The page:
The election could determine the future of resettlement ministries in Clarkston, Georgia.
The small city of Clarkston, Georgia, has been called “the most diverse square mile in America” and “the Ellis Island of the South.”
Since 1979, World Relief’s Atlanta office assisted thousands of refugee families who resettled there, helping them find apartments and apply for jobs, enrolling their children in local schools, bringing them to medical appointments, and giving them a hand with paperwork.
Then, on a quiet morning last fall, the agency’s former director, Joshua Sieweke, got the call that his office—like other branches in Nashville, Miami, and Columbus, Ohio—would be shutting down.
Though the evangelical organization remained as dedicated as ever, there were simply far fewer opportunities to help and much less funding to do so. The number of admitted refugees had dwindled from a national cap of 110,000 in the previous administration to 45,000, then 30,000, then 18,000 under President Donald Trump.
That day in 2019, Sieweke called the pastor of his church to update their network of prayer partners. After serving with World Relief for 20 years and personally helping over 10,000 refugees resettle in the community, Sieweke told him, “I feel like my calling is being taken away.”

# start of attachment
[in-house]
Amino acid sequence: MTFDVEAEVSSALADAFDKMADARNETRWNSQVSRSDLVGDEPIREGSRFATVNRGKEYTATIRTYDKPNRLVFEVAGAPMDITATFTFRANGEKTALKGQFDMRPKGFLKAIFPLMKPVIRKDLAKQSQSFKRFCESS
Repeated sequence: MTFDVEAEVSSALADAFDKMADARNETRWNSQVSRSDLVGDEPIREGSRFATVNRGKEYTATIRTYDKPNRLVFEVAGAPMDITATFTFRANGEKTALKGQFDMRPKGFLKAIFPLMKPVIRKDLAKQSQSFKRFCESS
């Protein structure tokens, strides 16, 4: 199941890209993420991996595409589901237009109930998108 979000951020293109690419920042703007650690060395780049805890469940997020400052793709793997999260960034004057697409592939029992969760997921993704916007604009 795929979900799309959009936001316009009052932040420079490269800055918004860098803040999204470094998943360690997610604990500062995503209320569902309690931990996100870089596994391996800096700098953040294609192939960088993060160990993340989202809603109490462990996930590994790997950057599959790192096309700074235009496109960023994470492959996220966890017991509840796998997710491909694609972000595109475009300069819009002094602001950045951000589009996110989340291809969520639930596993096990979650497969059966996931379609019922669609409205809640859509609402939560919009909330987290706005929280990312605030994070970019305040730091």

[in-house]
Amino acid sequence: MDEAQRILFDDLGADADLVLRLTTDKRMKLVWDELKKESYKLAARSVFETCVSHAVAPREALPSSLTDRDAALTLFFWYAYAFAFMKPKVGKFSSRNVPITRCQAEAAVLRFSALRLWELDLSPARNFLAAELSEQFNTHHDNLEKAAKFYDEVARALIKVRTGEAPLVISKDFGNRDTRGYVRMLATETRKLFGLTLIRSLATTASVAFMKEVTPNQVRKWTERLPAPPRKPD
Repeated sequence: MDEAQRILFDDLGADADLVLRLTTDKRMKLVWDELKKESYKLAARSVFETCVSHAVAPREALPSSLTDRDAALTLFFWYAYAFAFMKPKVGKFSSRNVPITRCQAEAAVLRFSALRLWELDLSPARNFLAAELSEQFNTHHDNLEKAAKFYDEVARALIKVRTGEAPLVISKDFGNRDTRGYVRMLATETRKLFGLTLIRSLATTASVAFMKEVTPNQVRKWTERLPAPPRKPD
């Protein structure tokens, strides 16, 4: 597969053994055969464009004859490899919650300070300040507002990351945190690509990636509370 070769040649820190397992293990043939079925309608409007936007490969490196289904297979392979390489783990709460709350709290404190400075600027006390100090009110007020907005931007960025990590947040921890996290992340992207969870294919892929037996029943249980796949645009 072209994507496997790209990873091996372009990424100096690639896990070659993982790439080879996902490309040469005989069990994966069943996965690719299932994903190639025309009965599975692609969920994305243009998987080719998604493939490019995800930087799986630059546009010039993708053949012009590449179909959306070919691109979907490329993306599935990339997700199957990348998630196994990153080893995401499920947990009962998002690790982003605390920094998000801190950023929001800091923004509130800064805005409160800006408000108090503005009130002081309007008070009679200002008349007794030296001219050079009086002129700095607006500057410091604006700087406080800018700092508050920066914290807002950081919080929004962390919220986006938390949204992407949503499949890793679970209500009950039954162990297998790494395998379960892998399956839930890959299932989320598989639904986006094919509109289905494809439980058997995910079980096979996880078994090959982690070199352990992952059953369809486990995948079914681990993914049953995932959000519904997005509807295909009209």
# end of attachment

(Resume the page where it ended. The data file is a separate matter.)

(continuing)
Sieweke, fellow former World Relief staffers, and a city packed full of Christian ministry workers and refugees themselves have been forced to rethink how their mission could continue. This month, the Trump administration announced, as predicted, another record low: Just 15,000 refugees will be welcomed into the US over the next fiscal year.
John Arnold, a 23-year veteran of World Relief Atlanta, joined the Welcome Co-op, a new nonprofit formed last year to make the most efficient use of …